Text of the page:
Surprisingly, consumer spending increased in January. Not by much, mind you: it came to about a 0.2% rise when adjusted for inflation. But that’s still better than nothing.
Or is it? The Wall Street Journal rounds up reaction:
Do not be fooled by the rise in incomes and consumption this month…..It would be a huge mistake to assume that the January rise in consumer spending represents anything more than statistical noise….Rising unemployment and continued economic weakness makes it unlikely that spending will improve much if any in the months immediately ahead….Consumption will remain in the doldrums for some time yet….The trend in real consumption, however, remains downwards, and the further decline in consumers’ sentiment signals continued declines….The January monthly changes in income and spending paint a completely misleading picture of economic activity at the start of the first quarter.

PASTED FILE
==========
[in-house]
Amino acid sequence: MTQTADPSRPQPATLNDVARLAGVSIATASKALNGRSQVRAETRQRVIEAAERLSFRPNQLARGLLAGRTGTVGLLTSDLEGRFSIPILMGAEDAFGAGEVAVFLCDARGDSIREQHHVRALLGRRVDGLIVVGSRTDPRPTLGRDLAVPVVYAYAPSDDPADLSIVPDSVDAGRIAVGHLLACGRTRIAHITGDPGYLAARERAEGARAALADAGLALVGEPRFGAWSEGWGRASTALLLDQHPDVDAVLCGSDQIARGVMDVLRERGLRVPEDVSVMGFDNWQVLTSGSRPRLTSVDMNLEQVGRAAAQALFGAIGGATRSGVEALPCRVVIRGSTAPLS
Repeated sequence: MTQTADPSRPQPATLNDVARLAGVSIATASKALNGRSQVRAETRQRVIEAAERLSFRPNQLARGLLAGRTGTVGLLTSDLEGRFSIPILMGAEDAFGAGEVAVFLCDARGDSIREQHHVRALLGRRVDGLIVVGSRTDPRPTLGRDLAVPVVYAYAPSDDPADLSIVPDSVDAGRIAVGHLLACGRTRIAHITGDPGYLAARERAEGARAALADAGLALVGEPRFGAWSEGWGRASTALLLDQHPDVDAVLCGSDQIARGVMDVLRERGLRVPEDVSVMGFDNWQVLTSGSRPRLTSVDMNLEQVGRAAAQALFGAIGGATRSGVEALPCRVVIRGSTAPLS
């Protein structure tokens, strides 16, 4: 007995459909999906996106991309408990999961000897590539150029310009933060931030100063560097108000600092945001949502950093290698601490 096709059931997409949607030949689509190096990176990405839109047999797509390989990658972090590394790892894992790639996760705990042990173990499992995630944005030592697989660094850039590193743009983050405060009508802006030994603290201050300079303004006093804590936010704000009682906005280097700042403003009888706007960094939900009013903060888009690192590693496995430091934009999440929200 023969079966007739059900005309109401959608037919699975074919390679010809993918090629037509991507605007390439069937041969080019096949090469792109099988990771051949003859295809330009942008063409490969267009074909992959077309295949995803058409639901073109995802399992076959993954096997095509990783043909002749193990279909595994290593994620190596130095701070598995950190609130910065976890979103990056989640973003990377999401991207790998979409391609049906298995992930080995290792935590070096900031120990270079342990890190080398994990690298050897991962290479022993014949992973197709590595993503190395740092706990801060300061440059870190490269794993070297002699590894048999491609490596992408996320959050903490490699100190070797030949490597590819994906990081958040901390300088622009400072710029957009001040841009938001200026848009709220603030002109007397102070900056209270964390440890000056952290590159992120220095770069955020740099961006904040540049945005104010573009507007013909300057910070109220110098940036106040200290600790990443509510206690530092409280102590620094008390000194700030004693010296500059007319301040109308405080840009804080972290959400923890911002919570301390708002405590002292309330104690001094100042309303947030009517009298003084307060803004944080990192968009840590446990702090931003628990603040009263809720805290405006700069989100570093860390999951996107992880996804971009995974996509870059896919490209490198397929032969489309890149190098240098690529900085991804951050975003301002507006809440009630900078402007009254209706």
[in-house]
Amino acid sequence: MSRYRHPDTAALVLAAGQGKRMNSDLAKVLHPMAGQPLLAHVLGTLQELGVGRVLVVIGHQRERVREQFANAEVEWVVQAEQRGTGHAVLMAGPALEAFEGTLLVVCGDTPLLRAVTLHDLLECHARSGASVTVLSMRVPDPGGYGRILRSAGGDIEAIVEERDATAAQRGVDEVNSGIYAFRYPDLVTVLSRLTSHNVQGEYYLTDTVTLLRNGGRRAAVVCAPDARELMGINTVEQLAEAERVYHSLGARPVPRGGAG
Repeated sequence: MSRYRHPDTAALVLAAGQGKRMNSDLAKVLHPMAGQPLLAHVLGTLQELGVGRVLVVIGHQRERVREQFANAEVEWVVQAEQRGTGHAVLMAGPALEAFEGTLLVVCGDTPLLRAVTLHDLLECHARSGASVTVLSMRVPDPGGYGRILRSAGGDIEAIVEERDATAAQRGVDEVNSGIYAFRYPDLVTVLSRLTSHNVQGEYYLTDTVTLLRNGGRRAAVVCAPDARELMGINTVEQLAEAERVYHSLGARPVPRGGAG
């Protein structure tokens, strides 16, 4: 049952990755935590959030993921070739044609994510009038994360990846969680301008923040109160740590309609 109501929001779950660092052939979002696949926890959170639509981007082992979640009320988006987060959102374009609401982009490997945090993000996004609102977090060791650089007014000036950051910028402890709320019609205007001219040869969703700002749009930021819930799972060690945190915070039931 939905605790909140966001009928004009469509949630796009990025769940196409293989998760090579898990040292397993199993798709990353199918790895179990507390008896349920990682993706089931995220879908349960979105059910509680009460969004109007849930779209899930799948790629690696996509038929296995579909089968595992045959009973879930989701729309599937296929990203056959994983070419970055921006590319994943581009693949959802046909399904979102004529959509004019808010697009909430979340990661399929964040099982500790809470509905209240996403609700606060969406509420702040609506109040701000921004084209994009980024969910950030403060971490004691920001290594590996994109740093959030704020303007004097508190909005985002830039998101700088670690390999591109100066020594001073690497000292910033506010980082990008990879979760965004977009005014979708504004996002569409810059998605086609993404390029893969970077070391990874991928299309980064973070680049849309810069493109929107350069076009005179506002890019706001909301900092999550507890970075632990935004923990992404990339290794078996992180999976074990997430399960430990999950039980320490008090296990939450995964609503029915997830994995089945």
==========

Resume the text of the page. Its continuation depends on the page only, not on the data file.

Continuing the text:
On the bright side, there was this from Wachovia’s analyst: “While this up-tick does not likely signal the start of a string of increases, we will take any good news on the economy these days.” Me too. But it turns out that January’s increase was mostly related to automatic cost-of-living adjustments in things like Social Security checks, so it’s nothing to get very excited about.